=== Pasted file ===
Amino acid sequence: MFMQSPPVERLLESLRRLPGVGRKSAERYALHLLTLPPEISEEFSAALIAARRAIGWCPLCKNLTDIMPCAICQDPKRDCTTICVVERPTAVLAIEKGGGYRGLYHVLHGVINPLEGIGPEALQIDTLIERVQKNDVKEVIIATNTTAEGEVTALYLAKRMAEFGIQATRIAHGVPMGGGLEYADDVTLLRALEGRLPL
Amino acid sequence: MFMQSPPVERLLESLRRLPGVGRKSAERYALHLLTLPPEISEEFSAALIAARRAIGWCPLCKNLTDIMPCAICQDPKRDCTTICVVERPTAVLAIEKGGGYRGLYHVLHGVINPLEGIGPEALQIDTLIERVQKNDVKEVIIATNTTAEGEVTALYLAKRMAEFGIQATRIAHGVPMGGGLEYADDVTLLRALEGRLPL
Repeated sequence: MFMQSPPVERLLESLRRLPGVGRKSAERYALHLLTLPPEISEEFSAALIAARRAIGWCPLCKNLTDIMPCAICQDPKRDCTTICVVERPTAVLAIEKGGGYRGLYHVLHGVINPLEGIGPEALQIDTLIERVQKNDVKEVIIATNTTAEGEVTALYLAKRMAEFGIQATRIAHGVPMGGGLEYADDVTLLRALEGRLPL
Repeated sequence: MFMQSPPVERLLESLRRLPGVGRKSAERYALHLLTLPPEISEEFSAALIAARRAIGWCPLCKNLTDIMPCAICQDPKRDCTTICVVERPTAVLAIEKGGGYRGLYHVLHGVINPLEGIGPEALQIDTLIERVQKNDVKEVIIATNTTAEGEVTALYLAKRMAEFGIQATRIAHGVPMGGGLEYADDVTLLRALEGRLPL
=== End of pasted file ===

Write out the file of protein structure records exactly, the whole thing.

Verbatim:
Amino acid sequence: MFMQSPPVERLLESLRRLPGVGRKSAERYALHLLTLPPEISEEFSAALIAARRAIGWCPLCKNLTDIMPCAICQDPKRDCTTICVVERPTAVLAIEKGGGYRGLYHVLHGVINPLEGIGPEALQIDTLIERVQKNDVKEVIIATNTTAEGEVTALYLAKRMAEFGIQATRIAHGVPMGGGLEYADDVTLLRALEGRLPL
Amino acid sequence: MFMQSPPVERLLESLRRLPGVGRKSAERYALHLLTLPPEISEEFSAALIAARRAIGWCPLCKNLTDIMPCAICQDPKRDCTTICVVERPTAVLAIEKGGGYRGLYHVLHGVINPLEGIGPEALQIDTLIERVQKNDVKEVIIATNTTAEGEVTALYLAKRMAEFGIQATRIAHGVPMGGGLEYADDVTLLRALEGRLPL
Repeated sequence: MFMQSPPVERLLESLRRLPGVGRKSAERYALHLLTLPPEISEEFSAALIAARRAIGWCPLCKNLTDIMPCAICQDPKRDCTTICVVERPTAVLAIEKGGGYRGLYHVLHGVINPLEGIGPEALQIDTLIERVQKNDVKEVIIATNTTAEGEVTALYLAKRMAEFGIQATRIAHGVPMGGGLEYADDVTLLRALEGRLPL
Repeated sequence: MFMQSPPVERLLESLRRLPGVGRKSAERYALHLLTLPPEISEEFSAALIAARRAIGWCPLCKNLTDIMPCAICQDPKRDCTTICVVERPTAVLAIEKGGGYRGLYHVLHGVINPLEGIGPEALQIDTLIERVQKNDVKEVIIATNTTAEGEVTALYLAKRMAEFGIQATRIAHGVPMGGGLEYADDVTLLRALEGRLPL